This is not to say that Ramirez lacks technical skill, especially for a kid his age. At 18, he has the ability to throw combinations, to keep his hands moving, and especially to double up on the right hand in a way that many professionals who are years older would be hard-pressed to match. The kid has knockout power and already has two money punches—a right-to-the-body, left-hook-to-the-head combination that he has used to end fights in the amateurs already (indeed, the hook to the body reminds the observer of Micky Ward), and a right uppercut pulled back to another straight right hand that suggests no loss of power after the blow. The kid’s video and stills are eye-catching. There was no sign of that straight-back weakness at the California Golden Gloves (suggesting perhaps a bit of nervousness in sparring on the part of the kid with a national media guy at ringside) and it is clear that with additional training he will be able to give so many angles that there is little doubt of his pro potential.
Mentally, something else jumps out as well. A lot of times, if you talk to a young fighter about what he would do if he were to lose a fight, you’re likely to anger the kid, who will protest that he would or could not lose. Ramirez exudes a different kind of confidence, a sangfroid that illustrates his maturity. He said, “If I lose, I’m going right back into the gym and I ain’t gonna lose again.” Determination, rather than overconfidence, suggests a kid who is not going to buy into his own hype until he has a belt around his waist.
These are very hard times for USA Boxing. At the 2008 Olympics in Beijing, the United States garnered only a single medal, a bronze for Deontay Wilder, who in the pros has compiled a 15-0 (15KO) record on the kind of hobo circuit that brings to mind Homer Simpson rather than Muhammad Ali. The general perception of American amateurs is that the US has a long way to go to get back among the world powers in the amateur game, and we need guys who are going to commit themselves to excellence and to carrying the sport forward rather than getting exposed the first time they face real competition in the professional ranks.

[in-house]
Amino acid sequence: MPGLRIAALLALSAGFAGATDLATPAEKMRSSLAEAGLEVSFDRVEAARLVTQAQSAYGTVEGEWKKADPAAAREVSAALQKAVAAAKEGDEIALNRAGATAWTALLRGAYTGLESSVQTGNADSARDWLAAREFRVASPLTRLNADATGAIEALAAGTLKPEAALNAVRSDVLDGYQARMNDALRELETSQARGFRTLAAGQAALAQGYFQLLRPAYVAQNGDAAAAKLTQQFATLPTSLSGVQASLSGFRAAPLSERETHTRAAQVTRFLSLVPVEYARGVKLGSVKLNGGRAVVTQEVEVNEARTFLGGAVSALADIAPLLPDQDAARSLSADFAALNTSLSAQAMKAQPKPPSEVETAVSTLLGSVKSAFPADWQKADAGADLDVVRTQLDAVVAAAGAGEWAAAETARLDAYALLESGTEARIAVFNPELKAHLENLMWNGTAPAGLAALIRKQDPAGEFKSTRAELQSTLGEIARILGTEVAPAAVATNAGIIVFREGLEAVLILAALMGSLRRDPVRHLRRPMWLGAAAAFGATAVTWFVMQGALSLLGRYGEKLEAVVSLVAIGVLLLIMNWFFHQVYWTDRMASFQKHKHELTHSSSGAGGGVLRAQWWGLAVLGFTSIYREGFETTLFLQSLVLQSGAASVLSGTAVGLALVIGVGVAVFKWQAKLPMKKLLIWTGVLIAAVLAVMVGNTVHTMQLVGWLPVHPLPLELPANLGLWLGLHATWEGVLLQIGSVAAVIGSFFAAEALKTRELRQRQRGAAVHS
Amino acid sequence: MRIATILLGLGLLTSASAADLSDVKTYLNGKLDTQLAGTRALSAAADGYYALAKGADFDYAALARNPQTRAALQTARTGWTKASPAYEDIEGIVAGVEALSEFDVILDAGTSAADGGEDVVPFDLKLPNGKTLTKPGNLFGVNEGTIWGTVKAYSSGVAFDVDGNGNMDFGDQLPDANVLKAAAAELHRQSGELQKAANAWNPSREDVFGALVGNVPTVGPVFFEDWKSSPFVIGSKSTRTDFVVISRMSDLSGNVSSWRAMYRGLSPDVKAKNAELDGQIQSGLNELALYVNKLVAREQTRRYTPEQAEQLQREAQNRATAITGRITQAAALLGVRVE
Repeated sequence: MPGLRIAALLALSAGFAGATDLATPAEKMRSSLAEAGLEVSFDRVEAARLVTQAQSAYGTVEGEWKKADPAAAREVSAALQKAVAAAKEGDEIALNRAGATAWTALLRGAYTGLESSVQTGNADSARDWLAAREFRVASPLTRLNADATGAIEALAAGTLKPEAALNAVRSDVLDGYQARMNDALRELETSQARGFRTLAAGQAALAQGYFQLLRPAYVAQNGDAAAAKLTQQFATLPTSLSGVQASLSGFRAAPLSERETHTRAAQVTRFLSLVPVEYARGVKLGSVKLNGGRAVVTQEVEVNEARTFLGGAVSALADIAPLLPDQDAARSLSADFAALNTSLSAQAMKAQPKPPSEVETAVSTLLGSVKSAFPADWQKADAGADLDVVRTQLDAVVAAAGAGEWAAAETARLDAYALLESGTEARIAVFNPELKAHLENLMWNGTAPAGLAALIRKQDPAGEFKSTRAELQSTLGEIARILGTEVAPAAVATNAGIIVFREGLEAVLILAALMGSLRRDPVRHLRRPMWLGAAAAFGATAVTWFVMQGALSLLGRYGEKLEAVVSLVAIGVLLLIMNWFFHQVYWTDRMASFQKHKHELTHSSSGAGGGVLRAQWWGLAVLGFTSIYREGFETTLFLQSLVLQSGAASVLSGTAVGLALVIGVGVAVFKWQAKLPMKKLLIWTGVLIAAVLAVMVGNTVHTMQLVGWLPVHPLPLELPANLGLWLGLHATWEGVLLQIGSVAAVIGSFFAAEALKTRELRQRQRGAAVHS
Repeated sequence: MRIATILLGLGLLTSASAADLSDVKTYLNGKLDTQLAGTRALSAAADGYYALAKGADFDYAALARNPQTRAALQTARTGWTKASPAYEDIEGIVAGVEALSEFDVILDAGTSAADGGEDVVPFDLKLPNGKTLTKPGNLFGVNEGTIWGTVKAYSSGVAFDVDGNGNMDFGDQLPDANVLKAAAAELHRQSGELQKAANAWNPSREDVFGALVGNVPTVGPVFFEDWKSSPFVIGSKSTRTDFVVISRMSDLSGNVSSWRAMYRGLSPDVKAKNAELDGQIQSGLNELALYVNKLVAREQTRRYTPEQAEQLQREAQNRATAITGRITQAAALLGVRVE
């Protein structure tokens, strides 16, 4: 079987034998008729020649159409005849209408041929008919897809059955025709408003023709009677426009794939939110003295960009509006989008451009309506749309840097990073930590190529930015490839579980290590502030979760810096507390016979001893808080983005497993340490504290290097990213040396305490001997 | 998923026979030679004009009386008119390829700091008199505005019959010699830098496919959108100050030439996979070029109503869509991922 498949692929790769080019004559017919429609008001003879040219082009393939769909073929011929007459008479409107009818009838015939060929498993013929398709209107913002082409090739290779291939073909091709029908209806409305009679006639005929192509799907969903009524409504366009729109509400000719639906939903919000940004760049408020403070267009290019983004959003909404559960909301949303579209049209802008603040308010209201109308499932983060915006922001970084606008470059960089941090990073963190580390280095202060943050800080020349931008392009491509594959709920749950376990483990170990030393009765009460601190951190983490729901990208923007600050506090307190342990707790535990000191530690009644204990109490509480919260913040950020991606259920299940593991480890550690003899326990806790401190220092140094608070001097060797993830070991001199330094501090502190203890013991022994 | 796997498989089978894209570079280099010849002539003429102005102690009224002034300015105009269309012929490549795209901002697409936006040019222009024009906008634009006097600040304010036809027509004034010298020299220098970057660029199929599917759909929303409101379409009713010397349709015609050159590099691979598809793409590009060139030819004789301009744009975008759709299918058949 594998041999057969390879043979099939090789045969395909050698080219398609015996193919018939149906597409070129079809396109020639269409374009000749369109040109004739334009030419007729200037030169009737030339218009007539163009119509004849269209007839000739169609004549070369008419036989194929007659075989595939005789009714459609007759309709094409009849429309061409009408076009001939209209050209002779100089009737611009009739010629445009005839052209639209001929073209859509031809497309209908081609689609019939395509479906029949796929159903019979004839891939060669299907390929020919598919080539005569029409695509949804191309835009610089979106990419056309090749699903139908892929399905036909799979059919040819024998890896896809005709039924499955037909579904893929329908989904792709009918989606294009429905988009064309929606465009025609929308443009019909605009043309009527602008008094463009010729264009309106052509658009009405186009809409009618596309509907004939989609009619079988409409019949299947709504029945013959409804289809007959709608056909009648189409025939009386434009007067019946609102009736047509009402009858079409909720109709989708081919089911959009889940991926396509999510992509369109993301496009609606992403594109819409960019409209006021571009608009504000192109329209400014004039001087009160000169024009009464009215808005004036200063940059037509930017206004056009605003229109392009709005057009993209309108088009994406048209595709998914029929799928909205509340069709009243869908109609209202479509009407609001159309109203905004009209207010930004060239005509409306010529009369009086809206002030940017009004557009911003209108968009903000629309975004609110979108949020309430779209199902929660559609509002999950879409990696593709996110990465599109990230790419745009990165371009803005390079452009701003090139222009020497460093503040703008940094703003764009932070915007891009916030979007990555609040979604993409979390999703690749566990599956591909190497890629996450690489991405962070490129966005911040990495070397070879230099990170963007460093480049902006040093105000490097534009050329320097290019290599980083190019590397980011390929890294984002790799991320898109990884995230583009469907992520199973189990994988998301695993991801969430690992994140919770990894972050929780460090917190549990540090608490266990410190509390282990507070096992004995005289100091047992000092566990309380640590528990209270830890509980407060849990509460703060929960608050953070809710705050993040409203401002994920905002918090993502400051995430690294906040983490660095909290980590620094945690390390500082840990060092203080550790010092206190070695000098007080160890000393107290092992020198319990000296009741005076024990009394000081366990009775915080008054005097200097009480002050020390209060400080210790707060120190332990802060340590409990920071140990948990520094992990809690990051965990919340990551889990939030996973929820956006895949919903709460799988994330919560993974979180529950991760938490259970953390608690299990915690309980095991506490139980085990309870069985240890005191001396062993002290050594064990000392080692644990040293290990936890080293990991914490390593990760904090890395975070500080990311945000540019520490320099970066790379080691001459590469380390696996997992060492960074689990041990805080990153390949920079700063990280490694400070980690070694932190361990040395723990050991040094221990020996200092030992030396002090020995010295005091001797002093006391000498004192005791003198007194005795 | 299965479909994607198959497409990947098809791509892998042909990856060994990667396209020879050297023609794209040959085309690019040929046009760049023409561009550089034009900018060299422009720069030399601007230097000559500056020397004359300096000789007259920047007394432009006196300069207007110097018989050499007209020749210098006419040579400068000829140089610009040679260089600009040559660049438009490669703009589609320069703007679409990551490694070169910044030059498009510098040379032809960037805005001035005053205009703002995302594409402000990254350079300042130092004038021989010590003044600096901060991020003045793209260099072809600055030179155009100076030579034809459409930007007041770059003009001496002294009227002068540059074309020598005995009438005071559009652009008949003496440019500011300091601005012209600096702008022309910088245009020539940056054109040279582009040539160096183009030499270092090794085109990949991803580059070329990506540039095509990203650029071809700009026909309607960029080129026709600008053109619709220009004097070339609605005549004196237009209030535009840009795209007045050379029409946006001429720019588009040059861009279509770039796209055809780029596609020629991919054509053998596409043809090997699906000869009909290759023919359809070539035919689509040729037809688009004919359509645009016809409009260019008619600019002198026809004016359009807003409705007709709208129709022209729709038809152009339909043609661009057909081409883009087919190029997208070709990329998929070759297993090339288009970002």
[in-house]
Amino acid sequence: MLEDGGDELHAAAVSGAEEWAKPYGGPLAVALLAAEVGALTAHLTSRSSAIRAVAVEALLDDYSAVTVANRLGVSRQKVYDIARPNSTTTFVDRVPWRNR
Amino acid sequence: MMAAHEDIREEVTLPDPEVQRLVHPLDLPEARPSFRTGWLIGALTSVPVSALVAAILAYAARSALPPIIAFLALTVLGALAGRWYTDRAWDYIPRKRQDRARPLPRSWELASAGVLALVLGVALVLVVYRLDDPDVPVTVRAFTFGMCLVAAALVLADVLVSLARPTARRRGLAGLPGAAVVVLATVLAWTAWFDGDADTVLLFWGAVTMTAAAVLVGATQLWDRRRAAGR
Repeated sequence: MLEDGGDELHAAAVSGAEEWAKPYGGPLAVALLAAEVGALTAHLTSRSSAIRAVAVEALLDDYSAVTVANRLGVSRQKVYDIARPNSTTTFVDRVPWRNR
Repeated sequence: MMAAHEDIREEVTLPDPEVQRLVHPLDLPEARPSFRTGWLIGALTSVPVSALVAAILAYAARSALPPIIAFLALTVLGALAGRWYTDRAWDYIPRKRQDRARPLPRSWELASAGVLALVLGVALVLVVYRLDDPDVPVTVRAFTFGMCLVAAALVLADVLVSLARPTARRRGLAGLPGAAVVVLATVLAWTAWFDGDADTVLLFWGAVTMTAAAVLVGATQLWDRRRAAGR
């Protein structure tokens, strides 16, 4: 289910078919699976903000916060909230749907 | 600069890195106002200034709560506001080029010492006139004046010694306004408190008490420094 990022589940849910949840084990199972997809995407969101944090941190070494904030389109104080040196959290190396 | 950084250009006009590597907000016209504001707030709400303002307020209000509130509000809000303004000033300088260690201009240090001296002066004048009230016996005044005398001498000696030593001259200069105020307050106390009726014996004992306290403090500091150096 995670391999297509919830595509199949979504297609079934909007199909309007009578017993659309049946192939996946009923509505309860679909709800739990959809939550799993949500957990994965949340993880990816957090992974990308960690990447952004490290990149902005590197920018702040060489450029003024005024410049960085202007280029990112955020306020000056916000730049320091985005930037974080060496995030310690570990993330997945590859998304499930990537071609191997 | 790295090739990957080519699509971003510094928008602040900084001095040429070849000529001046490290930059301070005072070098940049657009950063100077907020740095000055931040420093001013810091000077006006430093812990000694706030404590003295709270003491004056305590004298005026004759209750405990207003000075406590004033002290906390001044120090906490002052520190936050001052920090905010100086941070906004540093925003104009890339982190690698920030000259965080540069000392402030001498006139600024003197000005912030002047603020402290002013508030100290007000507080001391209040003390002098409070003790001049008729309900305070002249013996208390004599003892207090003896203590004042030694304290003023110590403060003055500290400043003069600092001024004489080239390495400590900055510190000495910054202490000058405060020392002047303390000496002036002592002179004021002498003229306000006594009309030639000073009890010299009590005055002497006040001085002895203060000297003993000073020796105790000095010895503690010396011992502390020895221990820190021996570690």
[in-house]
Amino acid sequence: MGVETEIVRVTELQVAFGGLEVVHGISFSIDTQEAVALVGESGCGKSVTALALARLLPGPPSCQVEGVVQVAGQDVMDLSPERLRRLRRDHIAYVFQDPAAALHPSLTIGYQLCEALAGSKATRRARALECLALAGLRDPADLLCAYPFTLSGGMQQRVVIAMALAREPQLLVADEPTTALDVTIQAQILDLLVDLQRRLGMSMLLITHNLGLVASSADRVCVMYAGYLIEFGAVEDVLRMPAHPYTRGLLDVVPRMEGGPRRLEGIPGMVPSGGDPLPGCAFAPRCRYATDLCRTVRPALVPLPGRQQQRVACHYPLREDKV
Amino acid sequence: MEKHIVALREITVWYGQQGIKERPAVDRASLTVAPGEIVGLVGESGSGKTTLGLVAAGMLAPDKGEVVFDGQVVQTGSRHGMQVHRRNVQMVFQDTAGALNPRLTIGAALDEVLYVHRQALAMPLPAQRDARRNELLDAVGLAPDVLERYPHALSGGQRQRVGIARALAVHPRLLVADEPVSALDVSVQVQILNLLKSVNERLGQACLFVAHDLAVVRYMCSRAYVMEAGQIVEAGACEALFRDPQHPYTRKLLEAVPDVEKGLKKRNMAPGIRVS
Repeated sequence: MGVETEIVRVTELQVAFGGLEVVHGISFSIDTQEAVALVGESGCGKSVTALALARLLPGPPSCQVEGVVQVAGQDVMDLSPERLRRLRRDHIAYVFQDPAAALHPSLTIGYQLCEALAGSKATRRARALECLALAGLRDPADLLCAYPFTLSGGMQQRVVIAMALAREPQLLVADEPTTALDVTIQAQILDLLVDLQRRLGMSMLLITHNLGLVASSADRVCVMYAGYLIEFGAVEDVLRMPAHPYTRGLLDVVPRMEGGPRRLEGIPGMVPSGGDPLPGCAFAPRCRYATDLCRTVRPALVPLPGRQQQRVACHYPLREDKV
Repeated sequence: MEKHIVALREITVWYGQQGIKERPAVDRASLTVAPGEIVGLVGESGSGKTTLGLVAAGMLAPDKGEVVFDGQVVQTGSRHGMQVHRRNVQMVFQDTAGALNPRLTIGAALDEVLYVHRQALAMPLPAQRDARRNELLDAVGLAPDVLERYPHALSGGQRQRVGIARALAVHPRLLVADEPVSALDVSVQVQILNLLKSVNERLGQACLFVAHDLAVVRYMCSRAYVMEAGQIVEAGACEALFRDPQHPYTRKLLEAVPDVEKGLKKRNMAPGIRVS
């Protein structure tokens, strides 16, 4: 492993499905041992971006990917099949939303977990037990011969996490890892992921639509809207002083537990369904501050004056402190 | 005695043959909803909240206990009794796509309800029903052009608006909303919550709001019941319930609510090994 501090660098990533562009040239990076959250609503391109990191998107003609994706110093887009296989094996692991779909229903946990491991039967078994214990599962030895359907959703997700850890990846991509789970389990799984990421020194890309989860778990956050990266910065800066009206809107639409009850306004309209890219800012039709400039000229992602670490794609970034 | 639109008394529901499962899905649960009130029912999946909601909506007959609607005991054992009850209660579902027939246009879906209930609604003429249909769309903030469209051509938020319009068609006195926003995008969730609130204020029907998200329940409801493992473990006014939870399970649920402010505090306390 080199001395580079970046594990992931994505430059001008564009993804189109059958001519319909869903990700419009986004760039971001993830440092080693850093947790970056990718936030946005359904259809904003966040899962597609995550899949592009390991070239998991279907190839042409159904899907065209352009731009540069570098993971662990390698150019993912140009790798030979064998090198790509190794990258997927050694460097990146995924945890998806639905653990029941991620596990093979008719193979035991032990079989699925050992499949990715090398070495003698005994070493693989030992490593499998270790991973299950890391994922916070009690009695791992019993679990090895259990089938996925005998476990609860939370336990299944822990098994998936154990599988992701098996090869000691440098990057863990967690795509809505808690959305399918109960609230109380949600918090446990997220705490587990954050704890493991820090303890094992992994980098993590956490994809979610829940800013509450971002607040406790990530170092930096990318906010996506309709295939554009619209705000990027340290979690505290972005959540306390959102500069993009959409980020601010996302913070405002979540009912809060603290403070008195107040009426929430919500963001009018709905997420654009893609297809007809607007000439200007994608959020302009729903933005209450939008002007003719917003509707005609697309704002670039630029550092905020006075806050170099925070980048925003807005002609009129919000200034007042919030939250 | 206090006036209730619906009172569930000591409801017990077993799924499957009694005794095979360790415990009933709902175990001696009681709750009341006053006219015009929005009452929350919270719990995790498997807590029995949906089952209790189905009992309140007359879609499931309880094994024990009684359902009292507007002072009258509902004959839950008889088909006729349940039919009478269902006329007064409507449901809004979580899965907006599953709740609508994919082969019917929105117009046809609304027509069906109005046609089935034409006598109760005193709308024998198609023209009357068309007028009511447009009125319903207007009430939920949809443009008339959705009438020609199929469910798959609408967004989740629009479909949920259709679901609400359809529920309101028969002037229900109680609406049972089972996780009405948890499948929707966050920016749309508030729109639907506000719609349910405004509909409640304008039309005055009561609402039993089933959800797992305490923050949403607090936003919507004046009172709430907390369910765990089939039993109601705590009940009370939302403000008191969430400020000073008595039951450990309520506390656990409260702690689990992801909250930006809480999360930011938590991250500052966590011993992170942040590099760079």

So where does Jose Ramirez fit into this? A Saturday afternoon in Fresno watching him spar, talking to his trainer and his promoter and Ramirez himself, and getting immersed in his world would be enough to sell anybody on his potential. This kid is the real deal. He trains like a pro, punches like a pro, and carries himself like a pro. This kid is someone that is going to carry the torch for great American boxers at the lower weight classes. He is already ranked number one at 132 pounds by USA Boxing and is the favorite at the nationals. He’s also likable, soft-spoken, and polite with the kind of looks that could make him a bankable, crossover household name. If you happen to find yourself in Indianapolis for the national Golden Gloves tournament, and you truly love boxing, you owe it to yourself to check this kid out. You’ll be able to say that you saw him first, and you can thank me later for cluing you in.
Fox Doucette is convinced that nobody but his girlfriend and his mother read these little blurbs at the bottom of the article. Proof to the contrary, and promoter inquiries about coverage of US Olympic 2012 prospects, can be sent to firstname.lastname@example.org. Find Fox on Facebook at facebook.com/MysteryShipRadio.